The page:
The spread of COVID around the globe has altered the dynamic in the currency markets. Most central banks have stepped up to the plate and generated stimulus that has buoyed economic output. While it is likely that certain central banks will continue to alter their programs, the bazookas that initially shocked the market out of their doldrums are complete. As Q2 comes to an end, traders will be watching to see which countries can emerge from their economic slumps and which will continue to suffer due to the spread of the virus.
The Global Economy
The global economy is contracting according to the International Monetary Fund (IMF). The IMF altered its forecast for global growth in 2020 to show a contraction of 4.9% a downgrade from its previous estimate in April which estimated a contraction of 3%. Their projections in April viewed the drop in global output to be the worst since the Great Depression, and that was before economies were beginning to open. The silver lining is that the IMF is still predicting that global economic growth will expand in 2021. It sees global GDP rising by 5.4% next year.
The hope is that the world experiences a “V” recovery, but that will depend on how quickly countries around the globe can emerge from the “lockdown”. There will also be a debate as to whether consumer behavior had changed and if consumer-driven economies will continue to be able to drive consumer-led growth.
The US dollar experienced a wild ride as the pandemic took hold. Initially, the greenback moved higher before the spread of COVID in California and New York. One it was clear in March that the US economy needed to close down the dollar started to slump. Fed action which took US interest rates initially down by 150-basis points and then to zero, put downward pressure on the greenback. The move by the Fed to start a bond purchase program which entailed purchasing treasuries and agency bonds put additional pressure on the yield differential between US yields and European and Asian yields.
The drop in the US yields to zero, altered the yield differential between the US and Euro, which reduced the value of the US dollar versus the Euro. The same can be said about Japan. Since the ECB and the Bank of Japan already had negative yields, the pace at which US yields declined was greater than the pace of the decline of both Euro and Japanese short-term yields which put downward pressure on the US dollar.
Fiscal Policy Around the Globe
The US acted very quickly when it came to a fiscal policy that can not be said for Europe, Japan, or India. The US passed the CAREs act which provided stimulus checks to individuals who make less than a specific threshold. Additionally, they extended unemployment claims to last for 25-weeks instead of 13-weeks. The law also provided an additional $600 per week for unemployment benefits. During the pandemic, approximately 40-million people in the US lost their jobs or were furloughed. While initial jobless claims have decelerated, dropping to 1.48-million in the last week of June from over 6-million in March. The total number of individuals receiving claims also dropped below 20-million for the first time since March.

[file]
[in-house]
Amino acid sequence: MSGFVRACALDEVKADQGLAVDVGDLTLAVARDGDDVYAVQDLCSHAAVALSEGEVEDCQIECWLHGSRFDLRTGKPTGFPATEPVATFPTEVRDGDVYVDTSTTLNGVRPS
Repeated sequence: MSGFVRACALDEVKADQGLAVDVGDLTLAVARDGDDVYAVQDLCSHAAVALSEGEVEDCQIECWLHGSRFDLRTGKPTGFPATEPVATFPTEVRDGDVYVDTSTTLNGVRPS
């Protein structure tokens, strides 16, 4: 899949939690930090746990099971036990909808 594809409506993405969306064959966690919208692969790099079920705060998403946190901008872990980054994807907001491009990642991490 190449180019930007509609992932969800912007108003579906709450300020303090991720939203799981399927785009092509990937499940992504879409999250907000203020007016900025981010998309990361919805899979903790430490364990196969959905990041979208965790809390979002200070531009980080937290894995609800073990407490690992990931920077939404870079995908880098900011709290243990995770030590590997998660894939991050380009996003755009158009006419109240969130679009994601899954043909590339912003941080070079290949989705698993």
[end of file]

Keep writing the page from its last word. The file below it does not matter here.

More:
In Europe, fiscal policy is still in the making. European countries continue to deliberate over a plan to raise 750 billion euros in public markets. This compares to the 5-trillion already released in the US. Japan is planning to step up it’s spending. In fiscal 2020, which started in April, the government’s general-account spending is slated to a total of 160.3 trillion yen. In India, many perceive the stimulus to be more of a symbolic gesture. The Modi government has pledged to spend almost 10% of India’s fiscal-year 2020 gross domestic product, approximately 256 billion on economic relief measures.
Implied Volatility Surged
US dollar implied volatility in the forex market also exploded. The US dollar versus the Euro VIX, which measures the implied volatility on the EUR/USD currency pair, surged 500%, rallying from 5% to more than 25% in a period of 4-weeks. While it took longer to retrace, the EUR/USD VIX eased during the Q2 slipping back to 8%.
How Have Currencies Performed
As volatility has calmed, ahead of the Q3, the dollar is nearly unchanged against the Euro relative to the levels seen in January of 2020. The dollar has lost ground against the yen which is viewed by many as a safe-haven. The Rupee has lost ground against the US dollar in the wake of the spread of COVID, declining by approximately 7%. Looking forward, traders will focus on how countries exit the lockdown. Europe appears to be opening as many countries can close their borders and keep the virus out. The US and India are experiencing rising cases, which does not bode well for the greenback or the Rupee.